Citing Charles Murray, the libertarian academic and pundit who has previously argued that poverty is largely a consequence of low IQ and race, Rep. Paul Ryan told right-wing radio host Bill Bennett on Wednesday morning that poverty in America is largely a product of a “tailspin of culture, in our inner cities in particular, of men not working and just generations of men not even thinking about working or learning the value and the culture of work.”"Our culture" is somehow intertwined with "their culture," you see; and it isn't our culture that is at fault, it's the near-death of our culture that is at fault. That is why it must be resuscitated. It must be resuscitated by teaching the value and the culture of work.
“So there’s a real culture problem here,” Ryan continued, “that has to be dealt with.”
“If you’re driving from the suburb to the sports arena downtown, by these blighted neighborhoods, you can’t just say, ‘I’m paying my taxes; government’s going to fix that,’” Ryan said. “You need to get involved. You need to get involved, yourself, whether through a good mentor program or some religious charity — whatever it is to make a difference, and that’s how we resuscitate our culture.”
We must, in other words, make them more like us. Because their culture is bad, and ours is good; and we must bring our culture to them; before theirs destroys ours. Besides, when we left the inner city, look what they did with it.
And today, the first rule of holes:
“It was a long talk and he asked about the culture and I just went off of that,” Ryan told Burke. “This has nothing to do whatsoever with race. It never even occurred to me. This has nothing to do with race whatsoever."
“This isn’t a race based comment it’s a breakdown of families, it’s rural poverty in rural areas, and talking about where poverty exists — there are no jobs and we have a breakdown of the family," he explained, repeating "This has nothing to do with race.”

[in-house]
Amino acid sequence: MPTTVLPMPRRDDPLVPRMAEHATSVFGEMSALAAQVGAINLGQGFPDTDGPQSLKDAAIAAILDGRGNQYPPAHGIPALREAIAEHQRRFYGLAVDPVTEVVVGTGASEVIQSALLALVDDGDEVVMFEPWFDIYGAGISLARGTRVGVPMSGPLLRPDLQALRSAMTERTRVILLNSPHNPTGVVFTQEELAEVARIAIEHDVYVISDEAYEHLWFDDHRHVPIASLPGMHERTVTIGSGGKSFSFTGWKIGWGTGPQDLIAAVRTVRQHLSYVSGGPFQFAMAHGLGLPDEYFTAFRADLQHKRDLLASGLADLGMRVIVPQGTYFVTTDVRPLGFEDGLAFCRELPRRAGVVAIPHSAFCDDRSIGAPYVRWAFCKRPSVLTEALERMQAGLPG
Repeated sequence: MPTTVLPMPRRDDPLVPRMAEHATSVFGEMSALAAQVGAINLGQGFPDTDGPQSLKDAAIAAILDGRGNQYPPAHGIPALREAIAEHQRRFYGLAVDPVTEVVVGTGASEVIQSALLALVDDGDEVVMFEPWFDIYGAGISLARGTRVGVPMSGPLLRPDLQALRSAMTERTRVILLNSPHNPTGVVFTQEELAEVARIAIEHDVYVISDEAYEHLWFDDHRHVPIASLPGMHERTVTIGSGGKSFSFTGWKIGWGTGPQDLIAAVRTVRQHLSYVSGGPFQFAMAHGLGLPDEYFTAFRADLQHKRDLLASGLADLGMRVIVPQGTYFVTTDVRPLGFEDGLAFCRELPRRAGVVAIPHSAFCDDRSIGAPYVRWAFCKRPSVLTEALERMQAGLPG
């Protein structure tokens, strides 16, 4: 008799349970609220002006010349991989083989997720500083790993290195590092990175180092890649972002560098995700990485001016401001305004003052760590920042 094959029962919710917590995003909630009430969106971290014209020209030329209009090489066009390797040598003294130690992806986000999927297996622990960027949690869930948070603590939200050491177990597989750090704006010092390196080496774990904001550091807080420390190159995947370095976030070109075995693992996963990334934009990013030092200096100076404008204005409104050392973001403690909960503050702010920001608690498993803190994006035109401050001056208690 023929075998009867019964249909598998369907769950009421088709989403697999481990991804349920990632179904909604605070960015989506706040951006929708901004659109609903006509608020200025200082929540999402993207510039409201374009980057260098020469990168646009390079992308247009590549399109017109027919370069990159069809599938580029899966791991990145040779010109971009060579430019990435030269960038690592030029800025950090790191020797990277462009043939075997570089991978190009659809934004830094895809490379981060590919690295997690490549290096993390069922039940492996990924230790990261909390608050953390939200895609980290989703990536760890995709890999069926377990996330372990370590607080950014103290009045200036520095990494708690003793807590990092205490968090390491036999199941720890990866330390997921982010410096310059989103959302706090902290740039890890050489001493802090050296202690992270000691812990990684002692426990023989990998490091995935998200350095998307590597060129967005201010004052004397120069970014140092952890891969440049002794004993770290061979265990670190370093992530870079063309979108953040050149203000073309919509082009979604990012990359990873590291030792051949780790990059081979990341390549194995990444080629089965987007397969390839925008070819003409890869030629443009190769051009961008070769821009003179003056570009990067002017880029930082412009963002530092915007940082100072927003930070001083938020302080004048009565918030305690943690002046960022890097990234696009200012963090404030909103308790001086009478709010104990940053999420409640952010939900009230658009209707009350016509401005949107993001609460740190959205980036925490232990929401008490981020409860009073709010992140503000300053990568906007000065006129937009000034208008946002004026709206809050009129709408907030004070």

Because it's never about race; it's just about "inner cities" v. "rural areas." And we all know what kind of people we expect to find in each of those areas; and none of us connect rural areas with "a tailspin of culture...of men not working and just generations of men not even thinking about working or learning the value and the culture of work."
But it's not about race; it never is.
UPDATE: Really, it just never is about race:
Discussing urban poverty, policy responses and race ain't easy. But when you push the idea that the ills of the country's "inner cities" are the product of the intergenerational laziness of the (inner city = black) men in those cities and then cite the work of a purported scholar who argues that blacks are genetically inferior to white people ... well, the chances of your being 'misunderstood' or 'taken out of context' become extremely high.Or maybe Occam's Razor just says the answer is "racism"? No, can't be that.
Josh Marshall also says of Charles Murray's work:
...Murray's public career has been based on pushing the idea that black urban poverty is primarily the fault of black people and their diseased 'culture' and even more controversially that black people are genetically inferior to white people and other notional races with regards to intelligence. Yes, that last part should be crystal clear: Murray is best known for attempting to marshal social science evidence to argue that black people are genetically not as smart as white people.
Which I think is a very fair assessment of Murray's oeuvre. Funny thing, I've seen people cite the Southern Poverty Law Center's declaration that Murray is a white supremacist, and then after citing it quickly aver that they disagree with this assessment.
Because, well, you know....